This cuts energy costs by eliminating the powerful computers that race to solve puzzles, supporters of proof of stake say. They also argue that the system is more egalitarian than mining because it has a lower barrier to entry — in other words, a “staker” doesn’t have to own a fleet of expensive computers to get involved.
But the system has fierce critics. Bitcoin proponents say proof of stake perpetuates inequality because only people who have enough crypto to participate in a staking process can reap the benefits. After the Merge, Ethereum stakers will need to pony up 32 Ether (or about $54,000) to enter the lottery and earn rewards.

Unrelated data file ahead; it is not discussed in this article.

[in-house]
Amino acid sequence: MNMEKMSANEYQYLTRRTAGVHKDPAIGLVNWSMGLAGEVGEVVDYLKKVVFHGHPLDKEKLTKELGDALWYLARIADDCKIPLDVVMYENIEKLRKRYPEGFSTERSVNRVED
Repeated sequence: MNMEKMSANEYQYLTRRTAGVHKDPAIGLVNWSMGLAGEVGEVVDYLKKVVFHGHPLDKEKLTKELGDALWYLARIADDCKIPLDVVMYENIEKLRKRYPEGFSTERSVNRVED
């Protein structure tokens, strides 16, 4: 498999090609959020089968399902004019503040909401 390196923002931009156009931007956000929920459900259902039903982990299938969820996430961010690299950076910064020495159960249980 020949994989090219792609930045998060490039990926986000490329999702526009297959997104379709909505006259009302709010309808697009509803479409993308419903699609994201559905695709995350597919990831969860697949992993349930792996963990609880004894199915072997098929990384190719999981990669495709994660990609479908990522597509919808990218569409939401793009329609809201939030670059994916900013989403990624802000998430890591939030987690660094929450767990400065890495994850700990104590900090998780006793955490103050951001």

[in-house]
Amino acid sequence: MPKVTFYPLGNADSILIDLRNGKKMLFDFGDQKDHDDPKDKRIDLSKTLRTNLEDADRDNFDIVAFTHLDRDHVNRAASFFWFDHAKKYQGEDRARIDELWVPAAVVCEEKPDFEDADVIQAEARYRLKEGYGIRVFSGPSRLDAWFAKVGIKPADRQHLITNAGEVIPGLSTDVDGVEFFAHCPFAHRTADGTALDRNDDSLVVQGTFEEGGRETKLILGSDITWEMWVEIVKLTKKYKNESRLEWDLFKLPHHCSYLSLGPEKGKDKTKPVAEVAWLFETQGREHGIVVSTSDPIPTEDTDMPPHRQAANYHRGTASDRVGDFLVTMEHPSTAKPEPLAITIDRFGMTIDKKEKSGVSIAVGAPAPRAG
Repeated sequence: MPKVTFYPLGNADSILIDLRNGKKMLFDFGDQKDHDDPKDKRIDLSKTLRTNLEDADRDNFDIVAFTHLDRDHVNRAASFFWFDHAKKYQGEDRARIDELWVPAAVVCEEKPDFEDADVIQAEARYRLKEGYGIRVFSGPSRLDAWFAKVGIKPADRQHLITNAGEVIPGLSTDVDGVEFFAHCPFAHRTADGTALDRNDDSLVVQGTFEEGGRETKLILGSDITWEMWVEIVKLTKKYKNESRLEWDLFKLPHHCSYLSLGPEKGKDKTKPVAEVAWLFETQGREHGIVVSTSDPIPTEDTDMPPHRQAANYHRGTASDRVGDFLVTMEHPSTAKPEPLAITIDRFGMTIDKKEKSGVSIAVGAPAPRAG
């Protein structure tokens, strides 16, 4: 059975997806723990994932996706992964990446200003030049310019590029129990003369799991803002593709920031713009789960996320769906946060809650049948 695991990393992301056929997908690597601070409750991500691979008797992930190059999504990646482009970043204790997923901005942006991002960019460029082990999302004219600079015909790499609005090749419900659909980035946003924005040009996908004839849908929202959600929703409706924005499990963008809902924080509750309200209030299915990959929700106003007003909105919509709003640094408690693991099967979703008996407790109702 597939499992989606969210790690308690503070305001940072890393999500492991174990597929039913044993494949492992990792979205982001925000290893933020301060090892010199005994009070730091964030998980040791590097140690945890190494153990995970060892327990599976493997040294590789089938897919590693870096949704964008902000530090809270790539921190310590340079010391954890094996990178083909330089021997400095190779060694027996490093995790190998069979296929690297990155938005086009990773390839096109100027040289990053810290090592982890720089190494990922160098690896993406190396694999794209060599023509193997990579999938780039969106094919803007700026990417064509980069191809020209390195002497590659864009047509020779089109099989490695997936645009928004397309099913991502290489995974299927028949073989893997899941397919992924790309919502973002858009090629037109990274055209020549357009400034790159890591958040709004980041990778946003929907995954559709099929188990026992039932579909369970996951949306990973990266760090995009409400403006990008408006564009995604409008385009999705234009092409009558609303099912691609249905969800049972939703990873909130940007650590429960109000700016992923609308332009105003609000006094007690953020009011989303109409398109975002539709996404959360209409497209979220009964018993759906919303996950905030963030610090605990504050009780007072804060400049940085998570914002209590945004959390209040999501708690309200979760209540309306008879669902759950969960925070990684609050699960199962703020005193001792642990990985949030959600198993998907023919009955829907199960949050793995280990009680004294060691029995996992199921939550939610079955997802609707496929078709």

“Only those with a lot of money can get paid, and very few can participate,” said Cory Klippsten, the chief executive of Swan Bitcoin, a financial services firm focused on Bitcoin. “Every single time this has been tried throughout history, the end result is that the people in control give themselves more money and power, and the system inevitably collapses.”
Why has the Merge taken so long?
The process has taken so long partly because of the high stakes. A failed Merge could cripple thousands of crypto projects and cause a market crash.
“Essentially, they’re changing the engines out in flight,” said Christopher Calicott, a crypto venture investor. “Nothing has ever been attempted at this scale.”
To avoid disaster, crypto engineers and researchers across a number of groups including the Ethereum Foundation — a nonprofit that helps oversee the platform — have conducted years of tests to prepare for the Merge. They have had to check for security bugs and build a new blockchain that uses proof of stake.